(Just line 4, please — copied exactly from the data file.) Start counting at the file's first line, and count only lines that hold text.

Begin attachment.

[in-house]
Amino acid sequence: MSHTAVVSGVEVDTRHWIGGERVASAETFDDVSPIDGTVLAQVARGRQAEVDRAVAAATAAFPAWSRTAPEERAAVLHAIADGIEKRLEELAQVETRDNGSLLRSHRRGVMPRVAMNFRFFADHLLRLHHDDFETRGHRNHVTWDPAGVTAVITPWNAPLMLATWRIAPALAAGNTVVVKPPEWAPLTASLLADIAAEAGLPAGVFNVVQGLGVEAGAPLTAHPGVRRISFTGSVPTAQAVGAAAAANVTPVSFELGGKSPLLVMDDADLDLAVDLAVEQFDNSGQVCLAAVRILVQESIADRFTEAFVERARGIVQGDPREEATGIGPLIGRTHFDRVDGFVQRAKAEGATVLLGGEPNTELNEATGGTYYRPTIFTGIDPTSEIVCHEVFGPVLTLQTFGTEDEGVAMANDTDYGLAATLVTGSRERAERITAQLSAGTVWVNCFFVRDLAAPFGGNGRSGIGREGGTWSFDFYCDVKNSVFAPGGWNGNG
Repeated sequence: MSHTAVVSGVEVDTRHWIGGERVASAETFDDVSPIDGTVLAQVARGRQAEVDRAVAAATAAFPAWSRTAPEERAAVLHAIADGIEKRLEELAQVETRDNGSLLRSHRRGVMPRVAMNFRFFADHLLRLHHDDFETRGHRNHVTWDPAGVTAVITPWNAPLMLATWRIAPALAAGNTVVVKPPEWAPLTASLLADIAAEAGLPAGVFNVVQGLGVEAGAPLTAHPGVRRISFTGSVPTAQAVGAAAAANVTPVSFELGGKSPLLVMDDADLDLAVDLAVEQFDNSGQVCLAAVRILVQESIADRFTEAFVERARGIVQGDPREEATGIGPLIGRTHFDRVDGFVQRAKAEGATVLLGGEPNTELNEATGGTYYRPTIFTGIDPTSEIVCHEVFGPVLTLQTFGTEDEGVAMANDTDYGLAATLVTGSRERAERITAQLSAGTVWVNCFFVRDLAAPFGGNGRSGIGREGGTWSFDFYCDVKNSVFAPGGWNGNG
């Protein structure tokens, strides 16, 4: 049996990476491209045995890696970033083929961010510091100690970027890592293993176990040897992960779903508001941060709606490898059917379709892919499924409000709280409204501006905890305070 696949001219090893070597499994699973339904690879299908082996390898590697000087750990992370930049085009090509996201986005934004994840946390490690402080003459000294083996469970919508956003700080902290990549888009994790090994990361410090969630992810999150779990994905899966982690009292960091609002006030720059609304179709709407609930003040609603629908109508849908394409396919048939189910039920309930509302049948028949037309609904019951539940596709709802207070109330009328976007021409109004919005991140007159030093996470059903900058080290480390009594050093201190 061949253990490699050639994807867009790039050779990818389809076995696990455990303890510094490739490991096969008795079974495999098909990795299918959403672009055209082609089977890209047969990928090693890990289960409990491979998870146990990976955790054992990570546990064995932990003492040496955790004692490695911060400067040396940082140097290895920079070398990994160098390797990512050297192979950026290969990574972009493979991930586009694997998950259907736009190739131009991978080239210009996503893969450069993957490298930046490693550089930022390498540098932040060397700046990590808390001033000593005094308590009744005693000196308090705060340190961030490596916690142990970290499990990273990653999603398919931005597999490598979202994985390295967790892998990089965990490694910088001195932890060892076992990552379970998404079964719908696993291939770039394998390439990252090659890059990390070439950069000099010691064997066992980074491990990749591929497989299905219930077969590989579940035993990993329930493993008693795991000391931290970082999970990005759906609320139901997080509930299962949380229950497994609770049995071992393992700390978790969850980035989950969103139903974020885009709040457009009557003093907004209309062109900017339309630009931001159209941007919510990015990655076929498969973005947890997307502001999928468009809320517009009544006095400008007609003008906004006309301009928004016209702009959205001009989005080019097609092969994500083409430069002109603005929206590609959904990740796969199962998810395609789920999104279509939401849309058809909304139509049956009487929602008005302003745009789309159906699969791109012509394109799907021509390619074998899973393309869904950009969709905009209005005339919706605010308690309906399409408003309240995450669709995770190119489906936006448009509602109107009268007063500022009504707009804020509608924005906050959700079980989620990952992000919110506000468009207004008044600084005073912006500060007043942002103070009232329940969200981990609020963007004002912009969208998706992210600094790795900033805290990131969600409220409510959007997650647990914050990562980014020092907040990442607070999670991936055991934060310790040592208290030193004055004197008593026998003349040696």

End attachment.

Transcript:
């Protein structure tokens, strides 16, 4: 049996990476491209045995890696970033083929961010510091100690970027890592293993176990040897992960779903508001941060709606490898059917379709892919499924409000709280409204501006905890305070 696949001219090893070597499994699973339904690879299908082996390898590697000087750990992370930049085009090509996201986005934004994840946390490690402080003459000294083996469970919508956003700080902290990549888009994790090994990361410090969630992810999150779990994905899966982690009292960091609002006030720059609304179709709407609930003040609603629908109508849908394409396919048939189910039920309930509302049948028949037309609904019951539940596709709802207070109330009328976007021409109004919005991140007159030093996470059903900058080290480390009594050093201190 061949253990490699050639994807867009790039050779990818389809076995696990455990303890510094490739490991096969008795079974495999098909990795299918959403672009055209082609089977890209047969990928090693890990289960409990491979998870146990990976955790054992990570546990064995932990003492040496955790004692490695911060400067040396940082140097290895920079070398990994160098390797990512050297192979950026290969990574972009493979991930586009694997998950259907736009190739131009991978080239210009996503893969450069993957490298930046490693550089930022390498540098932040060397700046990590808390001033000593005094308590009744005693000196308090705060340190961030490596916690142990970290499990990273990653999603398919931005597999490598979202994985390295967790892998990089965990490694910088001195932890060892076992990552379970998404079964719908696993291939770039394998390439990252090659890059990390070439950069000099010691064997066992980074491990990749591929497989299905219930077969590989579940035993990993329930493993008693795991000391931290970082999970990005759906609320139901997080509930299962949380229950497994609770049995071992393992700390978790969850980035989950969103139903974020885009709040457009009557003093907004209309062109900017339309630009931001159209941007919510990015990655076929498969973005947890997307502001999928468009809320517009009544006095400008007609003008906004006309301009928004016209702009959205001009989005080019097609092969994500083409430069002109603005929206590609959904990740796969199962998810395609789920999104279509939401849309058809909304139509049956009487929602008005302003745009789309159906699969791109012509394109799907021509390619074998899973393309869904950009969709905009209005005339919706605010308690309906399409408003309240995450669709995770190119489906936006448009509602109107009268007063500022009504707009804020509608924005906050959700079980989620990952992000919110506000468009207004008044600084005073912006500060007043942002103070009232329940969200981990609020963007004002912009969208998706992210600094790795900033805290990131969600409220409510959007997650647990914050990562980014020092907040990442607070999670991936055991934060310790040592208290030193004055004197008593026998003349040696």